New rules were introduced in late 2017 imposing penalties on ‘enablers’ of defeated tax avoidance schemes. HMRC can levy a penalty equal to the fees received for providing the enabling assistance. There is, therefore, no benefit in being part of such an arrangement and an enabler can also be ‘named and shamed’ in a list published by HMRC too.
It is quite possible that advisers or lenders could, in certain circumstances, fall within these rules, so it is important that they have a broad understanding of the potential issues. Even if you do not enable a defeated tax avoidance scheme, you may find that lenders and advisers are now no longer able to assist in relation to structures that you have previously used.
Who is an enabler?
For these purposes an enabler includes anyone involved in facilitating the arrangements. This includes someone who (a) designs, organises, markets or manages the arrangements in question or (b) provides finance to enable the participation in the arrangements as part of their business, if they knew (or could reasonably be expected to have known) that the arrangements were abusive tax arrangements. Managing or organising arrangements can cover drafting the property and corporate documentation to the extent it involves more than simply administrative tasks (such as preparing board minutes or filing statutory returns). A person may also be a manager of arrangements if they are to any extent responsible for the organisation or management of those arrangements. It will clearly depend on the facts but negotiating the detail of a transaction may be sufficient to fall under this heading in certain cases.
What is a tax arrangement?
Arrangements are tax arrangements if someone would reasonably conclude that the obtaining of a tax advantage was the main purpose, or one of the main purposes, of the arrangements.
Which taxes are covered by the new rules?
At present the list of taxes covered by the new rules includes Stamp Duty Land Tax, the Annual Tax on Enveloped Dwellings, Corporation Tax and the Apprenticeship Levy. A full list of the taxes covered can be found in HMRC’s technical guidance. Please note that this list may be extended over time.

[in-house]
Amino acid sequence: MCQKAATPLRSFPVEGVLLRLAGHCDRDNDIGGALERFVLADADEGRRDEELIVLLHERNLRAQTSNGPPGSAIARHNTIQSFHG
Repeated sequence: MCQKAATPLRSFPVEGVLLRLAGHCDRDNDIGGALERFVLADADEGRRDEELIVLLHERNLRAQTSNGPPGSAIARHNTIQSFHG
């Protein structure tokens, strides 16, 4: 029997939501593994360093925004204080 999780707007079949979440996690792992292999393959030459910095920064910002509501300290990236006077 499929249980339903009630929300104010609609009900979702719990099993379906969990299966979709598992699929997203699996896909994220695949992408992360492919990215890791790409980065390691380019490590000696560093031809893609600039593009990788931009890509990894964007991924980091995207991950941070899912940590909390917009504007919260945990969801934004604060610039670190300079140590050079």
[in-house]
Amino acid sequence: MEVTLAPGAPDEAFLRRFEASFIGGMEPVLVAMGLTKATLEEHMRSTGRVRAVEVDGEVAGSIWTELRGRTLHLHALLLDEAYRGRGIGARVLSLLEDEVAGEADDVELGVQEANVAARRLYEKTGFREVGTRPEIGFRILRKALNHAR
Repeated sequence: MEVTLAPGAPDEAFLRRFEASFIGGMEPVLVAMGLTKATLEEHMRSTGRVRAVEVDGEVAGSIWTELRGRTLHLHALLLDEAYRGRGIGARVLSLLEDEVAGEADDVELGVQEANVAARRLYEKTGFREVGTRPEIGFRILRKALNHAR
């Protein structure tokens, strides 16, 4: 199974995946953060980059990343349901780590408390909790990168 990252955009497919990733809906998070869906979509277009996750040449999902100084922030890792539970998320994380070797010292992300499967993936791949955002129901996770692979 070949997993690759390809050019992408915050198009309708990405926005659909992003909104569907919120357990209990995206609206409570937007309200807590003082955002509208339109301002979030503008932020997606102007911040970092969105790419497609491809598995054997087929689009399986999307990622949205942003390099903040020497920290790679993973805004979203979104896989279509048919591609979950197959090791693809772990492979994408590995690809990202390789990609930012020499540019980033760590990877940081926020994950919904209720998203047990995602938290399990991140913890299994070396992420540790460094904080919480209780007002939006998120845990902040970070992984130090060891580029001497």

When is a tax arrangement abusive?
A tax arrangement is abusive (adopting the language of the General Anti-Abuse Rule (the GAAR)) if, having regard to all the circumstances, the entry into or carrying out of the arrangements cannot reasonably be regarded as a reasonable course of action in relation to the relevant tax provisions.
This will depend on a number of factors, such as whether the outcome of the arrangements is consistent with policy objectives, whether the arrangements involve one or more contrived or artificial steps and whether the arrangements are intended to exploit any shortcomings in the relevant tax provisions. Arrangements defeated using technical argument rather than reliance on the GAAR will still be treated as abusive, for the purposes of the pursuing penalties against enablers, if the arrangements could have been defeated under the GAAR.
Not all ‘arrangements’ will be abusive tax arrangements. However, advisers and lenders should be careful when assisting clients to take steps that are designed to create a tax advantage. If there is any suggestion that obtaining a tax advantage is a motivating factor in the arrangement then both the client and the adviser/funder are liable to penalties if the scheme is successfully challenged. Similarly, clients need to understand that advisers and lenders who decline to be involved are likely to be motivated to comply with these new rules. In the realms of tax planning the phrase ‘if it seems too good to be true then it probably is’ potentially takes on a more sinister (and expensive) undertone.